Q: What causes tooth decay?

A: Tooth decay, which is also known as dental caries or cavities, is an infectious disease that causes the structure of your teeth to break down. If you don’t treat it, it can cause infection, pain and tooth loss.

There are four things required for tooth decay to take place: a vulnerable tooth, the bacteria responsible for cavities (primarily Streptococcus mutans and Lactobacillus,) fermentable carbohydrates (such as lactose, glucose and sucrose) and time.

If you have poor oral hygiene, chronic dry mouth or a history of high sugar consumption, you have an increased risk for caries. There are also some genetic risk factors that make your teeth more susceptible to decay, such as Amelogenesis imperfecta.

The best way to prevent tooth decay is to see your dentist every 6 months at least and follow proper oral hygiene.

Dr. Natalie Khadavi sees patients in the Los Angeles area. Visit our website or give us a call at (310) 482-3971 for more information about how we can provide you and your family with healthy smiles that last a lifetime.

Q: My baby has a painful, dark bump on his gums. What is it?

A: It’s most likely an eruption cyst, also known as an eruption hematoma. An eruption cyst is a swelling over a primary or permanent tooth that is coming out. It contains fluid that collected around the erupting tooth, and it may be pale, blue or purple-colored due to some blood in the fluid.

Parents are often most concerned about the dark cysts, but eruption cysts usually aren’t anything to worry about. Once the tooth erupts the cyst will go away, so typically there’s no need for treatment. If the cyst remains for more than two weeks or the child is in a lot of pain, you should definitely see your dentist.


Dr. Natalie Khadavi sees adults and children in Culver City and serves the greater Los Angeles area. Visit our website or give us a call at (310) 482-3971 for more information about how we can provide you and your family with healthy smiles that last a lifetime.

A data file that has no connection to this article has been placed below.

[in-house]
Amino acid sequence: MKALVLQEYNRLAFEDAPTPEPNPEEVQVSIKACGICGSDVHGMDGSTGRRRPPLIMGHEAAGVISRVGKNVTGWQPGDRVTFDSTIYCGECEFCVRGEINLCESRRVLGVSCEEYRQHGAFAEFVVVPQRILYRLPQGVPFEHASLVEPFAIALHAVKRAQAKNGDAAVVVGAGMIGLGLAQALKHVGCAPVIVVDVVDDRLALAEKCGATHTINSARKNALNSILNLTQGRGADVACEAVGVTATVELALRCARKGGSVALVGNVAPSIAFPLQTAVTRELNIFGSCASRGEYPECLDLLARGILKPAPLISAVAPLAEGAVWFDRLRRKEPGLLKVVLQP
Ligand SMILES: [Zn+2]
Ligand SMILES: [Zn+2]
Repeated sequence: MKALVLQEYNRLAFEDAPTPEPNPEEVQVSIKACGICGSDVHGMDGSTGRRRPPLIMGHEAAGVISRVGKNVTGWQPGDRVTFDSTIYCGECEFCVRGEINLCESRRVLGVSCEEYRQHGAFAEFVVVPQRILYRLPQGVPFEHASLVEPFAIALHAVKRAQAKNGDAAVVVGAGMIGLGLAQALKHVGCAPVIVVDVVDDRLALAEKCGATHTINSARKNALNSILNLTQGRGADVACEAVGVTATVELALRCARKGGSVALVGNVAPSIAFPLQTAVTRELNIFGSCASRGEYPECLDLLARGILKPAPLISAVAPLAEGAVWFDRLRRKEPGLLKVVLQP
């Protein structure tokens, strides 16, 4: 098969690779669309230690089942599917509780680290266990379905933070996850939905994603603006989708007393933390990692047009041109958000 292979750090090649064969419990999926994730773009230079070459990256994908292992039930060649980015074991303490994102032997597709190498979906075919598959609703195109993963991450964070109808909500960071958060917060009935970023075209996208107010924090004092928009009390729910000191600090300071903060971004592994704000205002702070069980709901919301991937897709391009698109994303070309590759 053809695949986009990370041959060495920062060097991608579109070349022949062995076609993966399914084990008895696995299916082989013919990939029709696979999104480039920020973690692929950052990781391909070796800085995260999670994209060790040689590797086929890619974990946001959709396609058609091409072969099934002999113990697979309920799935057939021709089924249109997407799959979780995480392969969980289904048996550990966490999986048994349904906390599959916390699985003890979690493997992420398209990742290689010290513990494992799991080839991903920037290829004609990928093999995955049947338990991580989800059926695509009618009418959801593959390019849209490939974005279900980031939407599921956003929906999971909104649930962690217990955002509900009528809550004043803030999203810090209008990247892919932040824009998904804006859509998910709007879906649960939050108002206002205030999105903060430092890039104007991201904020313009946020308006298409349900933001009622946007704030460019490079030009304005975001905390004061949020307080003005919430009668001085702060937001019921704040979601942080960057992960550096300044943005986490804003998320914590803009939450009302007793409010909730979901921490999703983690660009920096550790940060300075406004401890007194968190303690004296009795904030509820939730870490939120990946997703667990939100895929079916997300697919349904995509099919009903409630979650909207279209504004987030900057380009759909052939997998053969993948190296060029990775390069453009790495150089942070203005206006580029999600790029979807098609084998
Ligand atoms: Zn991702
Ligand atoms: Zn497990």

Q: I’ve been brushing and I haven’t changed my diet, but lately I’ve had bad breath. What could be causing it?

A: Bad breath (also known as halitosis) can have many potential causes. Frequent causes include tooth decay, gum disease, plaque and calculus build up, using tobacco products and eating odor-causing foods like garlic or onions. Other possible causes include respiratory infections and long-term dry mouth. There are more serious medical conditions, like diabetes, that can cause bad breath, and some medications can also cause it.

If you’re having problems with bad breath, it’s important to see a dentist and get checked out so you can find out what’s causing it and get it treated.

Dr. Natalie Khadavi sees patients in the Los Angeles area. Visit our website or give us a call at (310) 482-3971 for more information about how we can provide you and your family with healthy smiles that last a lifetime.

Q: I’ve heard that chewing gum can actually be good for teeth. What kind should I chew?

A: Chewing gum is beneficial for your teeth, as long as you’re chewing the right kind. Sugary gum obviously isn’t good for your teeth, but sugarless chewing gum helps prevent tooth decay. Your mouth will produce more saliva when you chew sugarless gum, and that helps to break down the acids in your mouth while it also strengthens your tooth enamel. We suggest chewing some gum after a meal, so your increased saliva flow will help loosen any particles of food from your teeth.


Be sure to look for brands of gum that are recommended by the American Dental Association. You should also check for the ingredient xylitol, since it helps to reduce plaque.

Dr. Natalie Khadavi sees patients in the Los Angeles area. Visit our website or give us a call at (310) 482-3971 for more information about how we can provide you and your family with healthy smiles that last a lifetime.

Q: What are canker sores?

A: Cankers sores, also known as aphthous ulcers, are sores in the mouth. They are yellow or white and they’re usually surrounded by a vivid red area. While they aren’t dangerous and usually don’t last for very long, they can sometimes be quite painful.

The cause of a canker sore can’t always be determined. It can be brought on by stressful times in your life, deficiencies in your diet (especially a lack of sufficient iron, folic acid, or vitamin B-12), hormone fluctuations, menstrual periods, food allergies and viral infections.

Canker sores can show up on any loose, soft non-keratinized skin tissues of the mouth. These places are the tonsils, the floor of your mouth, the insides of your lips and cheeks, under your tongue or on the tip and on your soft palate.

People sometimes confuse canker sores and oral cancer. Canker sores are not related to cancer, but there are some kinds of cancer that first appear as a mouth ulcer that does not heal. Canker sores also shouldn’t be confused with herpes, which usually appear on the outside of the mouth. If you are concerned about any sore in your mouth, you should visit a dentist or physician for an exam.

Dr. Natalie Khadavi sees patients in the Los Angeles area. Visit our website or give us a call at (310) 482-3971 for more information about how we can provide you and your family with healthy smiles that last a lifetime.

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